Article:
New JRF research highlights the changing face of Britain’s poverty

David Kingman looks at the latest evidence from the Joseph Rowntree Foundation on the shifting profile of poverty in the UKhomeless man ask help

Here’s an interesting question: how much has the official poverty level changed in the UK over the past ten years?

Given that reducing poverty is something, like motherhood and apple pie, that practically all politicians say they are in favour of, you might hope it would have gone down. However, that isn’t the case: a new audit of poverty in the UK which has been produced by the Joseph Rowntree Foundation indicates that the level of poverty has actually remained almost exactly the same over the past ten years, with about one in five people still living in low-income households.

The UK has endured a severe recession followed by a half-decade of public sector austerity measures, so the fact that poverty seems not to have got dramatically worse during this period could almost be seen as progress. However, what the JRF’s review reveals is that the types of households which tend to live in poverty did change significantly during this period, in ways which have significant intergenerational implications.

Rents drive poverty

The fact that the UK’s population has grown steadily over the past decade means that the absolute number of people living in low-income households has risen by about 1.5 million people. JRF’s analysis shows that this change has not been distributed evenly across different age groups: the number living in poverty among the over-65s actually fell by around 400,000 people, while all of the increase happened among those who were of working age.

To a very large extent, these patterns can be explained by two factors. Firstly, pensioner incomes have been protected by changes in social policy during this period, especially the post-2010 creation of the “triple lock” for the state pension. At the same time, the poorer cohort of older pensioners has been reaching the end of their lives and been replaced by younger Baby Boomers, who tend to have bigger pension savings. Secondly, what JRF’s research clearly emphasises is that if you look at poverty on a post-housing costs basis, the recent shift towards private renting has been absolutely crucial, which is a trend that mainly affects younger households. They observe that:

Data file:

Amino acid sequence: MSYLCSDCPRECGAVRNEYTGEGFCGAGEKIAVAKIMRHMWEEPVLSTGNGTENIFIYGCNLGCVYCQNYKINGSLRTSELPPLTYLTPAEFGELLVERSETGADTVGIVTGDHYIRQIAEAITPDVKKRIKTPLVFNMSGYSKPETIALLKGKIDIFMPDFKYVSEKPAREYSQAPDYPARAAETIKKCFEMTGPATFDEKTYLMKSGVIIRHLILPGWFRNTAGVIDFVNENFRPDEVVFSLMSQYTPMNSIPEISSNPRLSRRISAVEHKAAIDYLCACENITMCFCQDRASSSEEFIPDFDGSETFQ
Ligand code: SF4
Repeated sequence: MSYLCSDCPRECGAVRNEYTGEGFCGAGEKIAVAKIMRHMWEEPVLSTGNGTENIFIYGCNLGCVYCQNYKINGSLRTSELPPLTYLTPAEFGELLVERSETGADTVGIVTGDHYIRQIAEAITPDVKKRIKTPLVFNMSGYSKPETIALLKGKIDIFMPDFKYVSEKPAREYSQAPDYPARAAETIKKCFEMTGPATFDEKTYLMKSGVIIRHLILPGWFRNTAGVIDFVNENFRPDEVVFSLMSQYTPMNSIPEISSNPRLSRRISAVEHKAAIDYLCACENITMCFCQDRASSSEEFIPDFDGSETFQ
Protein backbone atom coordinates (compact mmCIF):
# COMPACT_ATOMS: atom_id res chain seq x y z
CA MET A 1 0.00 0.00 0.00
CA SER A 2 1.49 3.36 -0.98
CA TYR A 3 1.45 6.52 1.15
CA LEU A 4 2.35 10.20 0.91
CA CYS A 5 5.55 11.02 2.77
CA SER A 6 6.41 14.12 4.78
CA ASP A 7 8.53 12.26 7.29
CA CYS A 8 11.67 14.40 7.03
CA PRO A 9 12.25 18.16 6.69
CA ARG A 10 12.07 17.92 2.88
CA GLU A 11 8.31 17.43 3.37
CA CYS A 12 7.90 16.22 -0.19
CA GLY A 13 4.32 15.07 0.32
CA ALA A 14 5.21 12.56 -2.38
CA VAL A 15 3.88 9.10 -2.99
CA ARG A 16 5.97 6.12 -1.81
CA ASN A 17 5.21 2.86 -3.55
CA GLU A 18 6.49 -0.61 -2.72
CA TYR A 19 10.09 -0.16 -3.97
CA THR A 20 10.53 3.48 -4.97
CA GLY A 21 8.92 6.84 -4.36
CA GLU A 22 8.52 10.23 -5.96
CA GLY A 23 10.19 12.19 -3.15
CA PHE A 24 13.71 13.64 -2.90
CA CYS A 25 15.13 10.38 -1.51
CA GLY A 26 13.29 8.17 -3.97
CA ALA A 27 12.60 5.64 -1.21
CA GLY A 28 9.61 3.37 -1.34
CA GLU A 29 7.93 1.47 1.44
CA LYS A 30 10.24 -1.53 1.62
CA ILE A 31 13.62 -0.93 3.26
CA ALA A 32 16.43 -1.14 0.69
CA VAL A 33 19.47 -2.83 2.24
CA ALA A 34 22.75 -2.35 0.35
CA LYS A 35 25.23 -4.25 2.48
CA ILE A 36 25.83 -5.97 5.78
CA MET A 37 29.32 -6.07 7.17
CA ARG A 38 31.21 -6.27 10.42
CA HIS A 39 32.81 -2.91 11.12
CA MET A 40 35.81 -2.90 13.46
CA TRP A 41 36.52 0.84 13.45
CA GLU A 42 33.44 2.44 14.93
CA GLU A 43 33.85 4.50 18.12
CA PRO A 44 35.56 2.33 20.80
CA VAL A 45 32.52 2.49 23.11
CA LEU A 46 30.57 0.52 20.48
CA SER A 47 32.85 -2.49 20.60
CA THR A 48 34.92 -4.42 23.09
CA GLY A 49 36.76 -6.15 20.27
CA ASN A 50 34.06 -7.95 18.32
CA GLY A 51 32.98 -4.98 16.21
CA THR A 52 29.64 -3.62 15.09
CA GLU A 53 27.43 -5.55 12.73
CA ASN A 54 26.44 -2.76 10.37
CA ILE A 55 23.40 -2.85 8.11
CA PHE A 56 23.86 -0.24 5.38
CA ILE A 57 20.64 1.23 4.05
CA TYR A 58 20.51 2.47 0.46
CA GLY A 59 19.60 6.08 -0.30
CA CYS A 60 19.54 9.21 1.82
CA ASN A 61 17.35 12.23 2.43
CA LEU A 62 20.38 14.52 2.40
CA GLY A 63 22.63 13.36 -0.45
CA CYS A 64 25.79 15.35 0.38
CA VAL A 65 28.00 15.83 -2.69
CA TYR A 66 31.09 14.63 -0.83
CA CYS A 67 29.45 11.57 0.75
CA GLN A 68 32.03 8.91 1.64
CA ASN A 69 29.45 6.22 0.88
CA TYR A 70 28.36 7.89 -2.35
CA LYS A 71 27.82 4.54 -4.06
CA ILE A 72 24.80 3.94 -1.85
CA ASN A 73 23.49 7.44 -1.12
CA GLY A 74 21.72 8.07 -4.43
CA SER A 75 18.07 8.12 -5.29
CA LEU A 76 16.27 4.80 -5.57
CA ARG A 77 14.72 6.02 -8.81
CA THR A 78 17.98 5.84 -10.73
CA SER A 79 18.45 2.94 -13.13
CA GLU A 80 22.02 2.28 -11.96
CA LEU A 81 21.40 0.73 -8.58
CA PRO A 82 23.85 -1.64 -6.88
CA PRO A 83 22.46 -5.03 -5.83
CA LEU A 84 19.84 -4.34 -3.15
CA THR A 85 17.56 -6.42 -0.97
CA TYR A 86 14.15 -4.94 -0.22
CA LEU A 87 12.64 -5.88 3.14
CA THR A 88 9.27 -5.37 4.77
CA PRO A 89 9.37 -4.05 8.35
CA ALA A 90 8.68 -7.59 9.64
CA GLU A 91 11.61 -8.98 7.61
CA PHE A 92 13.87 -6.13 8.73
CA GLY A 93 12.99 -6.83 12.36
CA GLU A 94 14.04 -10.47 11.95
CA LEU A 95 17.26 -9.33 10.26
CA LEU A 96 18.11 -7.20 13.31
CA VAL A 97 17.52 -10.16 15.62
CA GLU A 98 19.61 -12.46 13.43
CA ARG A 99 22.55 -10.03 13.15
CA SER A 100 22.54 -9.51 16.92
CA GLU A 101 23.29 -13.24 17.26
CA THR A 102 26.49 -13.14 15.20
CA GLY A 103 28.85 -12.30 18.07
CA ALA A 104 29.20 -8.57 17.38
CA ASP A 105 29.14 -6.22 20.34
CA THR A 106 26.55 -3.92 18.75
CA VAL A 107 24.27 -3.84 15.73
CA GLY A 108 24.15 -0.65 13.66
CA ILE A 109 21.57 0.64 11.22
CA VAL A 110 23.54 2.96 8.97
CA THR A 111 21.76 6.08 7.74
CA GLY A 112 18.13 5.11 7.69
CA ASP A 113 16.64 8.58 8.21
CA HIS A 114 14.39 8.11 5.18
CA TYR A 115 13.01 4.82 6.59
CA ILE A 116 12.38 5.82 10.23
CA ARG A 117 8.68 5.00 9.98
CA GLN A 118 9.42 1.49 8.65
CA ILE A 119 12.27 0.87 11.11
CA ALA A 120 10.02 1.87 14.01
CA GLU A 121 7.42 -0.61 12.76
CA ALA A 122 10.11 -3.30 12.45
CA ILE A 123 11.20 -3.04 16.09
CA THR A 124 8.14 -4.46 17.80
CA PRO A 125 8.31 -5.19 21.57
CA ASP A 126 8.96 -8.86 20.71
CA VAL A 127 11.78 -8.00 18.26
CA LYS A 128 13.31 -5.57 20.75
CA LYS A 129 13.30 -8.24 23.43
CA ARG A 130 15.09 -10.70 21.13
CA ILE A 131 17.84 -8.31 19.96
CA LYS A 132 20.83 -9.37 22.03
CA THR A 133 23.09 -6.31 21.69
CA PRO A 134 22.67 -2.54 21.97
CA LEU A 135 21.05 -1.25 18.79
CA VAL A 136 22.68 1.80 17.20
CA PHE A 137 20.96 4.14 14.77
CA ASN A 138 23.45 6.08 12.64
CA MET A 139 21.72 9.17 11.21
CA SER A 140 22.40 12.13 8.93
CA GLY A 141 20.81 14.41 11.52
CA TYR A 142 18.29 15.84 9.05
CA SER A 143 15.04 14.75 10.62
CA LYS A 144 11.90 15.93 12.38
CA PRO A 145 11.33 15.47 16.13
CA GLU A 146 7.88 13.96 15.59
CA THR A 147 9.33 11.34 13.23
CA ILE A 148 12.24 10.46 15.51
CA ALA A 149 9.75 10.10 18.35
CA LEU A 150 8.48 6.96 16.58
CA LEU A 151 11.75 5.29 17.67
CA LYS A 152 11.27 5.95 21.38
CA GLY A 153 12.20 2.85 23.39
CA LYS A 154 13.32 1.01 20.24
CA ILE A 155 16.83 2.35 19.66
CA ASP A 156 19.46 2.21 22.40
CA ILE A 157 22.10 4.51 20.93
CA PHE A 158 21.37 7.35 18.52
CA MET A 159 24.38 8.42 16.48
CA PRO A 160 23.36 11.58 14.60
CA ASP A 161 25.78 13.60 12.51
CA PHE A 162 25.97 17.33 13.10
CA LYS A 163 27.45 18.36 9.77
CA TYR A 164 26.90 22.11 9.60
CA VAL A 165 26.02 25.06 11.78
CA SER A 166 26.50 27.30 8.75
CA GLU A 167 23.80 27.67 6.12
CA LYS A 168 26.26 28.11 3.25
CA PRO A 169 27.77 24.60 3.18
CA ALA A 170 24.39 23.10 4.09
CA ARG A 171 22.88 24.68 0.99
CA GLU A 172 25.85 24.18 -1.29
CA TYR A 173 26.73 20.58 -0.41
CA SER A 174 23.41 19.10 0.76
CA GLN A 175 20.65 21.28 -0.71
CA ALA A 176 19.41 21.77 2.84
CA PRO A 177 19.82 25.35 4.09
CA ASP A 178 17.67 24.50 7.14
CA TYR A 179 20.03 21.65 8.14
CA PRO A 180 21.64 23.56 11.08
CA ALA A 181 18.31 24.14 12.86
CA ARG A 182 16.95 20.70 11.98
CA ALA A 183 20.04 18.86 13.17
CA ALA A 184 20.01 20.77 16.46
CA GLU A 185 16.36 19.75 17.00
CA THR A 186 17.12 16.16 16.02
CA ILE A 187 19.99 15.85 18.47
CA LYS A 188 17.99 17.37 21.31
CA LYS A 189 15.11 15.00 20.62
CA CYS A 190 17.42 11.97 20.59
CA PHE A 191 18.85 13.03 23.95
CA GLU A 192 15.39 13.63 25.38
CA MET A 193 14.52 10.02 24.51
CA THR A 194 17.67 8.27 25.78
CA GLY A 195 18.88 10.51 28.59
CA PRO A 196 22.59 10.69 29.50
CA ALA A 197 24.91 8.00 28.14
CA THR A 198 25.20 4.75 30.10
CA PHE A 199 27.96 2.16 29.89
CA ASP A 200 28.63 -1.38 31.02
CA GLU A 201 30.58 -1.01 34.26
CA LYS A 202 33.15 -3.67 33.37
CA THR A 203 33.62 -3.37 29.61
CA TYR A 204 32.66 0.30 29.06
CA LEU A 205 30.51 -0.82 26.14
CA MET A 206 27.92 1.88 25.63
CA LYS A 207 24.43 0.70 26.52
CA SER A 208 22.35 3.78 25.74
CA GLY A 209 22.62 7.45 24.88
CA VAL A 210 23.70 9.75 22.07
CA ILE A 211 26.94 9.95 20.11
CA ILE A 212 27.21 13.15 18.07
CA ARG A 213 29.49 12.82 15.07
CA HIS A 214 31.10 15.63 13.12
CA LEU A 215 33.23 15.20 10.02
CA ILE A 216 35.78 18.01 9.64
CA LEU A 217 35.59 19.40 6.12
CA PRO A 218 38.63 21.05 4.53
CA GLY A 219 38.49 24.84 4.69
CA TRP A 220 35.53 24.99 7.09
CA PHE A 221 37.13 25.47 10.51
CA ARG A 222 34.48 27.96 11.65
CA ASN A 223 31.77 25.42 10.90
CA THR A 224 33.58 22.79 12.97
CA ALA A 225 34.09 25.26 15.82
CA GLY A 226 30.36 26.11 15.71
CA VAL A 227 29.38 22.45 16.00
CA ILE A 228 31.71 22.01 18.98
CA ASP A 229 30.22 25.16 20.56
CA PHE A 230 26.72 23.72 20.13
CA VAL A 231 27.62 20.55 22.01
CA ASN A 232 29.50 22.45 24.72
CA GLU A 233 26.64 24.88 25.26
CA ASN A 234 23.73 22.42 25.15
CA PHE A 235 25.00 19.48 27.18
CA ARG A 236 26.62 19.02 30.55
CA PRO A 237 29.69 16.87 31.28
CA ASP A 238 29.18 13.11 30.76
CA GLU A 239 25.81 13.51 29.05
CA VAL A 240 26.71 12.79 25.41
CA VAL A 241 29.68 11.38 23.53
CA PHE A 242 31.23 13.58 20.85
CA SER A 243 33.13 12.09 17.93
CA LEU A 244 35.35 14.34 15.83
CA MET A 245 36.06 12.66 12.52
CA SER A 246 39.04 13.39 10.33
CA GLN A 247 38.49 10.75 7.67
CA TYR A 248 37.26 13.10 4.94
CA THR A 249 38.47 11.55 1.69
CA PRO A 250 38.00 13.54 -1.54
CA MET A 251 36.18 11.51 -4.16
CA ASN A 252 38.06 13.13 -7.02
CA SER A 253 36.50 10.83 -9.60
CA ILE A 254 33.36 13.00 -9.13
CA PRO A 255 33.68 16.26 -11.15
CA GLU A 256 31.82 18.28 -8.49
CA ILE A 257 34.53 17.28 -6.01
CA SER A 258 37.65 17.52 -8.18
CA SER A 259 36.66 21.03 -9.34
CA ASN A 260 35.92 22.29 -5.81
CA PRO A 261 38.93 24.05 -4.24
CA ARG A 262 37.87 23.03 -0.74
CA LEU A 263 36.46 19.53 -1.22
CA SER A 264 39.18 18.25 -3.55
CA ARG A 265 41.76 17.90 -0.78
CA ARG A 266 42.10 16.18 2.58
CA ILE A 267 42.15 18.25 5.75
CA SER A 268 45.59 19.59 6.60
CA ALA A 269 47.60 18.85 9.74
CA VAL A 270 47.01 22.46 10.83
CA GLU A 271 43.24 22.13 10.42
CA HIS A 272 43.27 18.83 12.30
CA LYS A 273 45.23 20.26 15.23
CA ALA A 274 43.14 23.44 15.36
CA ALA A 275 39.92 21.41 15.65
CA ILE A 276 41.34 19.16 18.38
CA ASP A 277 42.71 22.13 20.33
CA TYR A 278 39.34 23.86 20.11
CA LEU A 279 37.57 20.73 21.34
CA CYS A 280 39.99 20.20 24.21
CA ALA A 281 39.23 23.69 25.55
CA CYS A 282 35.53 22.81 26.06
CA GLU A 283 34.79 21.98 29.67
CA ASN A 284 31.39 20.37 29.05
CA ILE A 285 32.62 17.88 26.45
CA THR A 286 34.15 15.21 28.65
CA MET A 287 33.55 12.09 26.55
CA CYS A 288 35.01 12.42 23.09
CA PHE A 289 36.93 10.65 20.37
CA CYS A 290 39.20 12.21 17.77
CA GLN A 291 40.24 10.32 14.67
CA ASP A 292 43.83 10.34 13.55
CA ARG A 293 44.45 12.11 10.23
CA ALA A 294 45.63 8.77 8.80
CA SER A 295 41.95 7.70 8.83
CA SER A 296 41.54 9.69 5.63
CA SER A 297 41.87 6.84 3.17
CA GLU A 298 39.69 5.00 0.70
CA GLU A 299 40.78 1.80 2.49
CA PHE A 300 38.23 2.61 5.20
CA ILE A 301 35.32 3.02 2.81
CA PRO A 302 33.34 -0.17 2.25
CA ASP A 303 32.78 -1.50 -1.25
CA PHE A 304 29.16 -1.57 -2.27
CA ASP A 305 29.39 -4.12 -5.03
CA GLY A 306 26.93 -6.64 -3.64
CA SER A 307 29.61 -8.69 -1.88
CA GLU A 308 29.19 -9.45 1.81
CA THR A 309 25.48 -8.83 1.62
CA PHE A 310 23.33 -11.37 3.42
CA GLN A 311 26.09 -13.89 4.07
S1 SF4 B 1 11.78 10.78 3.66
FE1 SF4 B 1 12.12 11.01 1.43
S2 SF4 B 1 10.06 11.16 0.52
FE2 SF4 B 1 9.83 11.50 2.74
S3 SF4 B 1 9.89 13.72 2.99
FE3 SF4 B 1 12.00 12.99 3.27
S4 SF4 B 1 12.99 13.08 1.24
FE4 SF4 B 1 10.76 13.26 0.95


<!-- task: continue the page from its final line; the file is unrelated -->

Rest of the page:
“The number of private renters in poverty has doubled over the last decade. There are now as many private renters in poverty as social renters. Rent accounts for at least a third of income for more than 70% of private renters in poverty.

“The number of households accepted as homeless and the number of households in temporary accommodation have both increased for five years in a row. Evictions by landlords are near a tenyear high.”

Retired households are much more likely to be owner-occupiers than private renters – and many of them will own their properties outright rather than with a mortgage, so they have largely been shielded from these trends. JRF’s findings paint a worrying picture of how poverty could increase, rendering society more unequal, if average rents don’t become more affordable to workers.

Working poverty

A related problem which JRF’s research underscores is that while the UK arguably no longer has a serious problem of unemployment, with the number of adults in work being at a record high, the number of adults in working poverty is also at a record high of 3.8 million. Although a large amount of media attention still focuses on negative stereotypes of long-term unemployment, in actual fact people in families where no-one works are a minority of those living in poverty. Just 45% of those living in poverty are in workless households, and of this 45%, 12% are pensioners, 17% consist of families with disabled members, and 6% are lone-parent families, who usually face practical challenges to working. Barely one in ten people in poverty belong to other groups, including workless single adults.

The worrying fact about poverty in contemporary Britain is that a vital part of the economic bargain which underpins society – work hard and you can afford a decent lifestyle – appears to have broken down for millions of people. Can we expect them to still feel they have a stake in society when this is the case?